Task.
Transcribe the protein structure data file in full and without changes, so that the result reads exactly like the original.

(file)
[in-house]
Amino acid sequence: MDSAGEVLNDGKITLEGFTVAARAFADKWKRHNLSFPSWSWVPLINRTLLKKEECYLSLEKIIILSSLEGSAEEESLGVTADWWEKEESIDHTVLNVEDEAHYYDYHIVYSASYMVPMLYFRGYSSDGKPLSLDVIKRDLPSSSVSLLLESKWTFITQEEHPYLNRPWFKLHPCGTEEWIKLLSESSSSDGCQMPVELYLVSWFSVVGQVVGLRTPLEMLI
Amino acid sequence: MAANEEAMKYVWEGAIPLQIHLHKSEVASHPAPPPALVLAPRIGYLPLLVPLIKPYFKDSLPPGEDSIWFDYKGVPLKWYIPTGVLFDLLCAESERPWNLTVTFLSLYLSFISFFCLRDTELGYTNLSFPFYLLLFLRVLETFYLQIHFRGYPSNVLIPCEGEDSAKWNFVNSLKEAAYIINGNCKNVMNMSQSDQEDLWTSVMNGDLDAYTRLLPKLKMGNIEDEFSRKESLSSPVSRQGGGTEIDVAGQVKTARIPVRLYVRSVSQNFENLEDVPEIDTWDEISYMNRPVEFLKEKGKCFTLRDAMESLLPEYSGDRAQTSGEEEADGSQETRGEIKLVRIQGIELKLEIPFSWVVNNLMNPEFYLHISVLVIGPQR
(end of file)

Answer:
[in-house]
Amino acid sequence: MDSAGEVLNDGKITLEGFTVAARAFADKWKRHNLSFPSWSWVPLINRTLLKKEECYLSLEKIIILSSLEGSAEEESLGVTADWWEKEESIDHTVLNVEDEAHYYDYHIVYSASYMVPMLYFRGYSSDGKPLSLDVIKRDLPSSSVSLLLESKWTFITQEEHPYLNRPWFKLHPCGTEEWIKLLSESSSSDGCQMPVELYLVSWFSVVGQVVGLRTPLEMLI
Amino acid sequence: MAANEEAMKYVWEGAIPLQIHLHKSEVASHPAPPPALVLAPRIGYLPLLVPLIKPYFKDSLPPGEDSIWFDYKGVPLKWYIPTGVLFDLLCAESERPWNLTVTFLSLYLSFISFFCLRDTELGYTNLSFPFYLLLFLRVLETFYLQIHFRGYPSNVLIPCEGEDSAKWNFVNSLKEAAYIINGNCKNVMNMSQSDQEDLWTSVMNGDLDAYTRLLPKLKMGNIEDEFSRKESLSSPVSRQGGGTEIDVAGQVKTARIPVRLYVRSVSQNFENLEDVPEIDTWDEISYMNRPVEFLKEKGKCFTLRDAMESLLPEYSGDRAQTSGEEEADGSQETRGEIKLVRIQGIELKLEIPFSWVVNNLMNPEFYLHISVLVIGPQR